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Skis for skinny skier?

post #1 of 6
Thread Starter 
Whenever I read ski reviews on here, I get the impression I must be some kind of emaciated waif, because everybody anywhere near my height (5' 11") seems to be a good 40lb or so heavier than my meagre 142lb. Which obviously means that it's often difficult to determine whether the given well-reviewed skis would actually be good for me. Are there any rules of thumb I could use to determine things like appropriate length, given my weight/height ratio? I'm what would be called advanced level here in Europe, and, though light, am quite fit (I'm a serious long distance runner).
post #2 of 6
There are three things that cost you when buying skis and boots.
1.) How BIG you are. 
    a.) Weight primarily
    b.) Height secondarily.  A taller person has a higher center of mass (CM) which may effect your application of forces into a ski depending on technique and form.

2.) How GOOD you are and

3.)  How aggressive you are.

A 300 lb. beginner will need to spend more money when buying a ski so that when on the slopes there is a response of the ski to efforts to pressure it and some torsional integrity when put on edge.  Likewise a very good skier knows how to put pressure into a ski, to work it as it were, so that there is a response action to the input of energy.  While an aggressive skier is usually a pretty good skier, perhaps the most aggressive skier I've ever seen was a fellow who had been on skis only about 10 times and he slammed into bumps at speed on his first run of the season breaking his pole not 50 yards down the hill.  No form to speak of but jumping every chance he got!

So, to get the same response action out of a ski that your 40 lb. heavier cohort expects you simply do not need to purchase as expensive a ski.
For example, just a few seasons ago Volkl had skis for sale called Supersport FIVE STAR and SIX STARs.  The Six was particularly stiff and I used to ask potential customers if they were linebackers in the NFL (National Football League as I understand you are from Europe!).  Otherwise I'd steer most of them to the Five Star.  Much better for them and more money left over to purchase a lift ticket.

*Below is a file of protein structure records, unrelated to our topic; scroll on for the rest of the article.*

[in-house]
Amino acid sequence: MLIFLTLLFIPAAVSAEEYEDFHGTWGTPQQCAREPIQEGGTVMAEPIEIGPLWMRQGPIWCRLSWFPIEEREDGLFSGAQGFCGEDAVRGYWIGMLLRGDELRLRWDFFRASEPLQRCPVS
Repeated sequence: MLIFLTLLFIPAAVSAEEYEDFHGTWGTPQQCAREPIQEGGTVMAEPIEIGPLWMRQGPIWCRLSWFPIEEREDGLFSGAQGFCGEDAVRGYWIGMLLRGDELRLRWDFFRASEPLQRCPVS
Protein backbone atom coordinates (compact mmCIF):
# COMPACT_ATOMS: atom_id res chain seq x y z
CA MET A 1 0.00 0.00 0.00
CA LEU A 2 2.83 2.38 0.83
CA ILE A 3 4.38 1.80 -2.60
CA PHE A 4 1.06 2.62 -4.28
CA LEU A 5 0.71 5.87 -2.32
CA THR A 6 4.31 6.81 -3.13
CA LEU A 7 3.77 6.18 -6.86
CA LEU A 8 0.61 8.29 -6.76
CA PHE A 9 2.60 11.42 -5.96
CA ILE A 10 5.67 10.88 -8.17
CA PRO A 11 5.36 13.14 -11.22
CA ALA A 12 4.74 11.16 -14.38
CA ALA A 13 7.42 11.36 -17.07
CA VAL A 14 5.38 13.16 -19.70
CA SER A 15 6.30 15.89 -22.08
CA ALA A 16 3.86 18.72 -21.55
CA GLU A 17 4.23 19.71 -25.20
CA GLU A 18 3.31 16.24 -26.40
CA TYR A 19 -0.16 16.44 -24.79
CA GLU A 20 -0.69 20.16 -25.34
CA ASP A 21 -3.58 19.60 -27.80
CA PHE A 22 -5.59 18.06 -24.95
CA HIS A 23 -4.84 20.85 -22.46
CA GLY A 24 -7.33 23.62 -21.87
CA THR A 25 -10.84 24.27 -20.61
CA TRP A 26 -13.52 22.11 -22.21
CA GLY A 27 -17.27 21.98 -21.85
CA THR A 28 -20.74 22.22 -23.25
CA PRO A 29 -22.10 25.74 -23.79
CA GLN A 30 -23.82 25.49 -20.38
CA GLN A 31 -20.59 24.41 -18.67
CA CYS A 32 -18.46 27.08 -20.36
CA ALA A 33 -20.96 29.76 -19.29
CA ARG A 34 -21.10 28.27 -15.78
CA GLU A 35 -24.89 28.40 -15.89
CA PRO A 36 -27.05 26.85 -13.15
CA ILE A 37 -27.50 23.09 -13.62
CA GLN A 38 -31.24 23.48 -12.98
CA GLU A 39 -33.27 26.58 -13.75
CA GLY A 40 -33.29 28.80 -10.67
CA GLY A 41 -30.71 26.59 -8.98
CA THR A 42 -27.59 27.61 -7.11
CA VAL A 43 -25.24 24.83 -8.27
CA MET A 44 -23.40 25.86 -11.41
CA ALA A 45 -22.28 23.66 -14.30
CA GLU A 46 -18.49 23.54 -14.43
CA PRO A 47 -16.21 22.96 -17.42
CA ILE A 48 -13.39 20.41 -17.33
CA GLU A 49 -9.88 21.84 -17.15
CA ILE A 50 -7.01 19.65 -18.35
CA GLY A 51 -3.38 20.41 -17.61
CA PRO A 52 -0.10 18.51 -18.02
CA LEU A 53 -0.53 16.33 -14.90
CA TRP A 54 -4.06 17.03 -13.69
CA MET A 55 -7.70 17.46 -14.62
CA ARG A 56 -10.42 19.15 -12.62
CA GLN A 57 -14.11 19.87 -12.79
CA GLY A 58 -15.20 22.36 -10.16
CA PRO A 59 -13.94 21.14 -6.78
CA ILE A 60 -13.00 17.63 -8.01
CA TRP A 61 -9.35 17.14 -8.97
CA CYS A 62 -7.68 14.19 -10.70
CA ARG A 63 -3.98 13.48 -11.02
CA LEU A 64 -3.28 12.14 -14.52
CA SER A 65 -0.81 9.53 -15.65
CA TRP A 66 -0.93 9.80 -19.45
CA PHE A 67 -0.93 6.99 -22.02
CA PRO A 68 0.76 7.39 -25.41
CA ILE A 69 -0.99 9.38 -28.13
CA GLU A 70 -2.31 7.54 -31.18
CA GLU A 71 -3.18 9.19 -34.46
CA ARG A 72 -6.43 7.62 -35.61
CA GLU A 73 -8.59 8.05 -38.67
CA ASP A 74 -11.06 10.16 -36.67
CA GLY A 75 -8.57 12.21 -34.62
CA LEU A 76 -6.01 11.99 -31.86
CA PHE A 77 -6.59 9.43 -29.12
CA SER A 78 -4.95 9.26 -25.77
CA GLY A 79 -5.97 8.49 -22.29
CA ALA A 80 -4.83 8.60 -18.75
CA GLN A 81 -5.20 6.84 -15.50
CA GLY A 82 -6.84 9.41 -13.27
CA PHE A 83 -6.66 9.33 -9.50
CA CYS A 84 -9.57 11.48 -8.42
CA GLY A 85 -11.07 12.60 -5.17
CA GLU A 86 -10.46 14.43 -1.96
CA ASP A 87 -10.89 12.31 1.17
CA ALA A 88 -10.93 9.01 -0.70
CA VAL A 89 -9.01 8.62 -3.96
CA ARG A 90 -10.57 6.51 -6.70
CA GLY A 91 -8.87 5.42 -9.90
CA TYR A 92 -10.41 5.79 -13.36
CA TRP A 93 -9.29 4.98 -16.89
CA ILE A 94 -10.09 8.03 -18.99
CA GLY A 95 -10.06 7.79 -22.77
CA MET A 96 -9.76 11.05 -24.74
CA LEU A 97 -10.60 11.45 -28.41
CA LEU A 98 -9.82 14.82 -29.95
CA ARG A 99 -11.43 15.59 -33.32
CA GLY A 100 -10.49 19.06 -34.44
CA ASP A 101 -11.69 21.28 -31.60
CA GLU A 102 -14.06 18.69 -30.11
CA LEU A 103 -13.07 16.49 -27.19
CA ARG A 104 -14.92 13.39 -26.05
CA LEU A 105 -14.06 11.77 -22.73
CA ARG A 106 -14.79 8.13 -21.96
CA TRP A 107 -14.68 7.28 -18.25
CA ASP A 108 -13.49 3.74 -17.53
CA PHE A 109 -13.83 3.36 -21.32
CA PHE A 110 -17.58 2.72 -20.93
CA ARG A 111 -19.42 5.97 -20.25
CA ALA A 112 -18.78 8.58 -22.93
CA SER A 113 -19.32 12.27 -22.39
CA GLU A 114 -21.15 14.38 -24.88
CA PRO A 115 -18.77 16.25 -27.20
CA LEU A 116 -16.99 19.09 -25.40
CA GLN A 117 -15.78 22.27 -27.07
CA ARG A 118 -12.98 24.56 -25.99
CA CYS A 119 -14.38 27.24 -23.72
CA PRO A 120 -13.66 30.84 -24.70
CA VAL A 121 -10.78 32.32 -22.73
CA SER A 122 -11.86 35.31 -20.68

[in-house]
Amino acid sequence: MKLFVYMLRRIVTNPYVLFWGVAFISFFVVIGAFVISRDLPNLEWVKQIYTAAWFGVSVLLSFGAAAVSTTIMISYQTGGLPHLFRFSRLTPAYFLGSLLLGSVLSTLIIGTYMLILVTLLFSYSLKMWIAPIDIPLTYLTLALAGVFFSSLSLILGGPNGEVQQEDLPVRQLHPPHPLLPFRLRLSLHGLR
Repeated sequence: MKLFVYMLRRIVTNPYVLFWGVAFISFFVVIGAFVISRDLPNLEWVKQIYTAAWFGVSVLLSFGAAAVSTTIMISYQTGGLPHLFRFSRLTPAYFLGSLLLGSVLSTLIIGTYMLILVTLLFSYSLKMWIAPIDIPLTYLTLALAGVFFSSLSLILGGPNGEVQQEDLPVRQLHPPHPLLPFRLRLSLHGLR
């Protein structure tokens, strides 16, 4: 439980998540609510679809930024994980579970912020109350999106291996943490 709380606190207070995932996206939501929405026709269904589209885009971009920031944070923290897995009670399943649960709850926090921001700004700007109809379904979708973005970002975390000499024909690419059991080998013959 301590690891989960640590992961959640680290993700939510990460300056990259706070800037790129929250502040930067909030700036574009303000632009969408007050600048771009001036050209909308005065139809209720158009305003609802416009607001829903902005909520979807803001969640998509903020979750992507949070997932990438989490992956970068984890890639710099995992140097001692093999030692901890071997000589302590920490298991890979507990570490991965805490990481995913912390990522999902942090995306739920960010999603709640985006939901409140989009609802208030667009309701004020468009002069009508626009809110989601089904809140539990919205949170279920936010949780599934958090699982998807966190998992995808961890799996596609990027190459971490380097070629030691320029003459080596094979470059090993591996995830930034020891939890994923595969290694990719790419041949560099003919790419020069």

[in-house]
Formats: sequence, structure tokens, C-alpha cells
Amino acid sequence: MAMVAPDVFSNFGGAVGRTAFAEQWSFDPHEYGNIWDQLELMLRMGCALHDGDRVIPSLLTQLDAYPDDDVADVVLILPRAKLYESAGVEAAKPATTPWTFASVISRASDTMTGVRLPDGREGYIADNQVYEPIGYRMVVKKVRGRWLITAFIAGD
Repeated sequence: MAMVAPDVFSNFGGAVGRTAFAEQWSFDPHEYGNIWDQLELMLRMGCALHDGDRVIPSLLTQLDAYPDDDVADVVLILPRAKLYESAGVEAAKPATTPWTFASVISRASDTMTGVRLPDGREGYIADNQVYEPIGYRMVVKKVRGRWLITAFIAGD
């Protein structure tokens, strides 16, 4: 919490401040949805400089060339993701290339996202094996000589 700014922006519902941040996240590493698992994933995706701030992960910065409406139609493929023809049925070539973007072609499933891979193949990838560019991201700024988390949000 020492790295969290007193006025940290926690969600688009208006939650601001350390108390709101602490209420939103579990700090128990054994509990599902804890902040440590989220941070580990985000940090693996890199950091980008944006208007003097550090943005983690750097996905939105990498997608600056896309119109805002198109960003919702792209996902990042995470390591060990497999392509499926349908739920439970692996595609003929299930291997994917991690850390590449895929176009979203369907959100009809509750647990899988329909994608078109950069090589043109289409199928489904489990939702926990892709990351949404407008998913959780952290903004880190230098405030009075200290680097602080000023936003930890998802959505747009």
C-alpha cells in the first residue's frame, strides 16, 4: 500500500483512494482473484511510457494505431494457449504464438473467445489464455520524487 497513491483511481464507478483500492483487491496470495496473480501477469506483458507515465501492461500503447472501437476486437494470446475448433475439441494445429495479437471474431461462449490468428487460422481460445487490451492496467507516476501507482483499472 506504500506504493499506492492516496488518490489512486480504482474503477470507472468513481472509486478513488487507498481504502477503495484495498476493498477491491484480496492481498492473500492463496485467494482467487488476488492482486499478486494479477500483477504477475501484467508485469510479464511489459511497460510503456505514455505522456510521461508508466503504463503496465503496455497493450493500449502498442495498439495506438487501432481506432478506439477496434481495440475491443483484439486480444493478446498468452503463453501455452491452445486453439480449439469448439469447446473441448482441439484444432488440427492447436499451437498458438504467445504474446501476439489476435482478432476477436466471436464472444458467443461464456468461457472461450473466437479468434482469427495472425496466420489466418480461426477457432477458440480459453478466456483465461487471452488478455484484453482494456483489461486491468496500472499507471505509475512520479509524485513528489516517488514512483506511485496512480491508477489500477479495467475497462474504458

Now surface area comes into play in terms of holding you up on powder too.  A bigger skier will benefit from a wider ski.  Floatation will need to be wider to get one more float.  What I call extra-wide midfats range in width.  You might get a similar amount of float on a ski with a 74 mm. mid body as a heavier skier would with a 76 mm. ski.   In many models, though not all, usually a wider ski from a manufacturer is costlier as well.  This may parallel performance but also parallels energy into the ski.  This is usually a good thing but sometimes a particular ski, that is wider, presumes you are a good skier and therefore more likely to go off-piste.  That is not to say that an intermediate would not like to go there too but he'll have to buy a ski that is wider but hopefully not too stiff. 

There are so many fine products on the market now there is no doubt the right ski for you waiting for you to discover it.  Finding a salesman who is able to process the question you ask, that is the balance between weight and response characteristics of a ski, and help him to help you to buy a ski by profiling yourself you should get to the slopes with a ski ideal for most of your uses. 

So, in summary, weight is a very significant aspect of how a ski will perform for you. In the end you get to spend less money than your heavier cohorts to achieve the same responsiveness and performance out of a ski.

(Not sure why the system calls me PRIVATE USER but EJL has been my username.)
post #3 of 6
Thread Starter 
Thanks for the thoughtful response. I should perhaps have said that I'm not out to buy skis - this is to help with the choice when renting (I actually have my own skis already but it's not normally cost-effective for me to take them on flights from the UK to the European resorts I go to, as the carriage charge tends to be not far short of what I spend on hiring much newer skis in the resort). But perhaps I should be looking a little lower down the range if there's as much of a correlation between price and stiffness as you suggest.
post #4 of 6
Length is a consideration as well.  Usually (Always, as far as I know, but there's probably an exception somewhere) skis get stiffer as they get longer and your weight will have difficulty bending long stiff skis.  So you could size down a bit to get a softer ski, or you could just choose one by your weight and not your height.  As EJL said, weight is usually more important anyway.  

I'm not sure I would agree that price = stiffness.  There are plenty of expensive powder skis that are also soft.  Intermediate skis are usually soft and inexpensive, so that's probably what EJL was saying, but if you are an advanced skier, you should probably avoid those skis.

So I would tell you to pay attention to the length of ski you are getting and probably go shorter than your height would suggest.

Edit: By the way, I do the same thing since I'm 6'4 and 180lbs.  However, 180 usually enough weight (and my skill and strength is high enough) to bend most skis so I end up on the long side anyways.  But if I were contemplating a super stiff ski (which I'm not) I would probably stay away from the longest versions.
post #5 of 6

So, how I would interpret this advice, "buy K2s."  I could be wrong, but that's what that sounds like to me.  I'm sure there are plenty of other skis for you though.

post #6 of 6
Originally Posted by J2R View Post

 Are there any rules of thumb I could use to determine things like appropriate length, given my weight/height ratio? 

Yes, you should use 'skinny skis', these will be taller and skinnier. 

(this also explains America's love for 'fat skis')
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